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Back to school for possums

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FAWNA Media Release – 15 February 2019

Rehabilitated Western Ringtail Possums will soon enrol for “Finishing School” prior to their release into the wild thanks to a new five-year collaborative research project.

From June 2019, the organisation Fostering and Assistance for Wildlife Needing Aid (FAWNA) will work with the South West Catchments Council (SWCC), Department of Biodiversity, Conservation and Attractions (DBCA), the University of Western Australia (UWA) and veterinarians to carefully assess, microchip and register possums in one location prior to their release into bushland.

Every year about 200 western ringtail possums come into care for a variety of reasons. The majority are pouch young that have been orphaned or abandoned as a result of road trauma, dog and cat attacks, habitat loss or disease. The animals are currently kept in rehabilitator’s private homes and released in uncontrolled conditions with uncertain outcomes.

FAWNA president Suzi Strapp said the strategic pre-release process would reduce stress on the animals and lead to more efficient use of time and resources.

Ms Strapp said human contact would be kept to a minimum and feed from the target release sites would be introduced before the animals were released to reduce rejection of site foliage.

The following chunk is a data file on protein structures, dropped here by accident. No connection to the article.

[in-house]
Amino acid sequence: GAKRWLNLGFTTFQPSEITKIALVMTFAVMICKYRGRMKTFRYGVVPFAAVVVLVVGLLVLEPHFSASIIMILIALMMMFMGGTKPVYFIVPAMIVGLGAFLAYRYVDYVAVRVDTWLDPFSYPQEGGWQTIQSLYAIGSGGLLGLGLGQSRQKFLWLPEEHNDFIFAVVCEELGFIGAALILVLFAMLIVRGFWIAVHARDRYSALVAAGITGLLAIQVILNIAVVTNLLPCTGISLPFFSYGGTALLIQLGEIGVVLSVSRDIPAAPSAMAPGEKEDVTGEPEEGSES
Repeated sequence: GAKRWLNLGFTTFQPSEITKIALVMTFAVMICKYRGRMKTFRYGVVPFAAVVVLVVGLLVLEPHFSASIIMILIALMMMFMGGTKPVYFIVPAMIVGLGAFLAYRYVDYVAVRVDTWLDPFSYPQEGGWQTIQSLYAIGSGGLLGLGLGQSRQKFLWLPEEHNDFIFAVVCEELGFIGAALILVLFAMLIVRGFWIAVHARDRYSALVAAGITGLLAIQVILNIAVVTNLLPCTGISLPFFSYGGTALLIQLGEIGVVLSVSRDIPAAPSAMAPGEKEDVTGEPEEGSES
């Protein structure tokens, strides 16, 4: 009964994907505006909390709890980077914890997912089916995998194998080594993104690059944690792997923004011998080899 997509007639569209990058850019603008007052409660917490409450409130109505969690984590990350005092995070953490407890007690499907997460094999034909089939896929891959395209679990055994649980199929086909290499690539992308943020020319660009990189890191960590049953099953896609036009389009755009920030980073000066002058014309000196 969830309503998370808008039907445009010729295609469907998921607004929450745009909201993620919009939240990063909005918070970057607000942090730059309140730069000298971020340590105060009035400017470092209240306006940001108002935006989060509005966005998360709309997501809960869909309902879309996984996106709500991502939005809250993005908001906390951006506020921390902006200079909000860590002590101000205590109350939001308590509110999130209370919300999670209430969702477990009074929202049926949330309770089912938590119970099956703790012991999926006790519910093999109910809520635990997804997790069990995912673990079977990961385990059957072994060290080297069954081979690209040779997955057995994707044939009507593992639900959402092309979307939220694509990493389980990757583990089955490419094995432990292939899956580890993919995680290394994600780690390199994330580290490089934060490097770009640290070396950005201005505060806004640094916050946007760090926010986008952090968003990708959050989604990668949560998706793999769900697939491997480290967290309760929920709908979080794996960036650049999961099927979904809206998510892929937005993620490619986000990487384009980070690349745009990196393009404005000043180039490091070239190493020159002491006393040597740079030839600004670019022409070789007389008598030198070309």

“All FAWNA western ringtail possums will be microchipped so that the fate of possums raised in care may be monitored beyond the six-month lifespan of radio collars,” she explained.

“We are overjoyed that we will finally have scientific evidence-based outcomes to help us develop best practice approaches in rescue, rehabilitation and release of these precious animals.”

Endemic to the South West, the western ringtail possum is listed as critically endangered with a total adult population of less than 8,000 individuals.

A new database is also being developed by SWCC to gather essential data throughout the life of captured possums, including their experiences post-release. Researchers will seek to understand the fate of orphaned pouch young raised by carers and see what release methods and site characteristics impact their survival.

SWCC threatened species program manager Dr Brian Chambers said the collaborative approach to research would bring researchers and hands-on wildlife teams together, ensuring efficient information sharing and more timely solutions to help stem the decline of the species, and potentially others.

“With 200 animals out of a total estimated population of 8,000 animals in the wild coming into care each year, improving the outcomes of animals released from care has the potential to significantly improve the outlook for the species. This project will ensure that the countless hours devoted to caring for these animals will achieve the best outcomes,” Dr Chambers said.

Members of the public can help the project by donating to a construction fund for pre-release aviaries. Visit fawna.com.au for more information.

This project is supported by SWCC, through funding from the Australian Government’s National Landcare Program.

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